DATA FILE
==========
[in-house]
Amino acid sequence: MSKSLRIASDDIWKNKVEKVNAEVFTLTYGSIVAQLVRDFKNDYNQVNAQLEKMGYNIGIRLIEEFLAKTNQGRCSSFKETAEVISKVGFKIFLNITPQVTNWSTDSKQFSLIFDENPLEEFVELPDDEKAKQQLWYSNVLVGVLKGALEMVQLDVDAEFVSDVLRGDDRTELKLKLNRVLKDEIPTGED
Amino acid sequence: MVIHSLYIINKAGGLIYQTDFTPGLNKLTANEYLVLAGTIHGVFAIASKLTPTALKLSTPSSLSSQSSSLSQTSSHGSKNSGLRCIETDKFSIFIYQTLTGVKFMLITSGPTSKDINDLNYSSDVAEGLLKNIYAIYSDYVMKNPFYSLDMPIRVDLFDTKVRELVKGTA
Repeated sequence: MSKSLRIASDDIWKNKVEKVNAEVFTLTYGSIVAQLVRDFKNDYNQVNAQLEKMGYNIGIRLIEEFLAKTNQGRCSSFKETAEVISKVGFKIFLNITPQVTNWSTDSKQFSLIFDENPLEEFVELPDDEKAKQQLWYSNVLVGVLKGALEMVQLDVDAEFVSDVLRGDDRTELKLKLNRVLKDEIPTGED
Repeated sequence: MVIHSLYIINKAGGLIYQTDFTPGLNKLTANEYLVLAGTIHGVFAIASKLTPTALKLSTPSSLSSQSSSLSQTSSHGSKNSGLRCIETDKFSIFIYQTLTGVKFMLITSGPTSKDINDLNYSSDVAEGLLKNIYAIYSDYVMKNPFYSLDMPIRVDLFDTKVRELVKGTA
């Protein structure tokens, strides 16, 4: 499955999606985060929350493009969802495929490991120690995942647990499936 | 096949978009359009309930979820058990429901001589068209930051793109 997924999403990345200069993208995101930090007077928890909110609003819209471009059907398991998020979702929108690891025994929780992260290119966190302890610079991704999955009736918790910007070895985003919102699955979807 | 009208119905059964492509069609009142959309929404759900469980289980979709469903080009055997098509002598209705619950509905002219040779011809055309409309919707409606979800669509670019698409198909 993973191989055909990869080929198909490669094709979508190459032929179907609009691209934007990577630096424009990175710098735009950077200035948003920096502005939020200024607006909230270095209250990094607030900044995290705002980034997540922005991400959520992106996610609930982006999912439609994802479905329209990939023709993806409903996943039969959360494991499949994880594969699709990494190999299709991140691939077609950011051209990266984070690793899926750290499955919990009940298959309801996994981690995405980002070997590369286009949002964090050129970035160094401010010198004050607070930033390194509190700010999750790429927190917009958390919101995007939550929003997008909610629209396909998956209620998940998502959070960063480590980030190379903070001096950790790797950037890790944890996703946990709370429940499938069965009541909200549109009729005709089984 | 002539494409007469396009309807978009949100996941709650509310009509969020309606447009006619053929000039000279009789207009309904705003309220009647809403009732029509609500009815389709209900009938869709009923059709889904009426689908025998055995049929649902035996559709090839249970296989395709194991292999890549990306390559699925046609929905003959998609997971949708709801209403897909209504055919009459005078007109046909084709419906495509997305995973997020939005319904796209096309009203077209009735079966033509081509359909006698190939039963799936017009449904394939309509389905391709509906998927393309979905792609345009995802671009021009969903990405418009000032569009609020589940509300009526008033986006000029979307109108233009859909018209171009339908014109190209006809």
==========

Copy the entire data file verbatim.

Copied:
[in-house]
Amino acid sequence: MSKSLRIASDDIWKNKVEKVNAEVFTLTYGSIVAQLVRDFKNDYNQVNAQLEKMGYNIGIRLIEEFLAKTNQGRCSSFKETAEVISKVGFKIFLNITPQVTNWSTDSKQFSLIFDENPLEEFVELPDDEKAKQQLWYSNVLVGVLKGALEMVQLDVDAEFVSDVLRGDDRTELKLKLNRVLKDEIPTGED
Amino acid sequence: MVIHSLYIINKAGGLIYQTDFTPGLNKLTANEYLVLAGTIHGVFAIASKLTPTALKLSTPSSLSSQSSSLSQTSSHGSKNSGLRCIETDKFSIFIYQTLTGVKFMLITSGPTSKDINDLNYSSDVAEGLLKNIYAIYSDYVMKNPFYSLDMPIRVDLFDTKVRELVKGTA
Repeated sequence: MSKSLRIASDDIWKNKVEKVNAEVFTLTYGSIVAQLVRDFKNDYNQVNAQLEKMGYNIGIRLIEEFLAKTNQGRCSSFKETAEVISKVGFKIFLNITPQVTNWSTDSKQFSLIFDENPLEEFVELPDDEKAKQQLWYSNVLVGVLKGALEMVQLDVDAEFVSDVLRGDDRTELKLKLNRVLKDEIPTGED
Repeated sequence: MVIHSLYIINKAGGLIYQTDFTPGLNKLTANEYLVLAGTIHGVFAIASKLTPTALKLSTPSSLSSQSSSLSQTSSHGSKNSGLRCIETDKFSIFIYQTLTGVKFMLITSGPTSKDINDLNYSSDVAEGLLKNIYAIYSDYVMKNPFYSLDMPIRVDLFDTKVRELVKGTA
């Protein structure tokens, strides 16, 4: 499955999606985060929350493009969802495929490991120690995942647990499936 | 096949978009359009309930979820058990429901001589068209930051793109 997924999403990345200069993208995101930090007077928890909110609003819209471009059907398991998020979702929108690891025994929780992260290119966190302890610079991704999955009736918790910007070895985003919102699955979807 | 009208119905059964492509069609009142959309929404759900469980289980979709469903080009055997098509002598209705619950509905002219040779011809055309409309919707409606979800669509670019698409198909 993973191989055909990869080929198909490669094709979508190459032929179907609009691209934007990577630096424009990175710098735009950077200035948003920096502005939020200024607006909230270095209250990094607030900044995290705002980034997540922005991400959520992106996610609930982006999912439609994802479905329209990939023709993806409903996943039969959360494991499949994880594969699709990494190999299709991140691939077609950011051209990266984070690793899926750290499955919990009940298959309801996994981690995405980002070997590369286009949002964090050129970035160094401010010198004050607070930033390194509190700010999750790429927190917009958390919101995007939550929003997008909610629209396909998956209620998940998502959070960063480590980030190379903070001096950790790797950037890790944890996703946990709370429940499938069965009541909200549109009729005709089984 | 002539494409007469396009309807978009949100996941709650509310009509969020309606447009006619053929000039000279009789207009309904705003309220009647809403009732029509609500009815389709209900009938869709009923059709889904009426689908025998055995049929649902035996559709090839249970296989395709194991292999890549990306390559699925046609929905003959998609997971949708709801209403897909209504055919009459005078007109046909084709419906495509997305995973997020939005319904796209096309009203077209009735079966033509081509359909006698190939039963799936017009449904394939309509389905391709509906998927393309979905792609345009995802671009021009969903990405418009000032569009609020589940509300009526008033986006000029979307109108233009859909018209171009339908014109190209006809």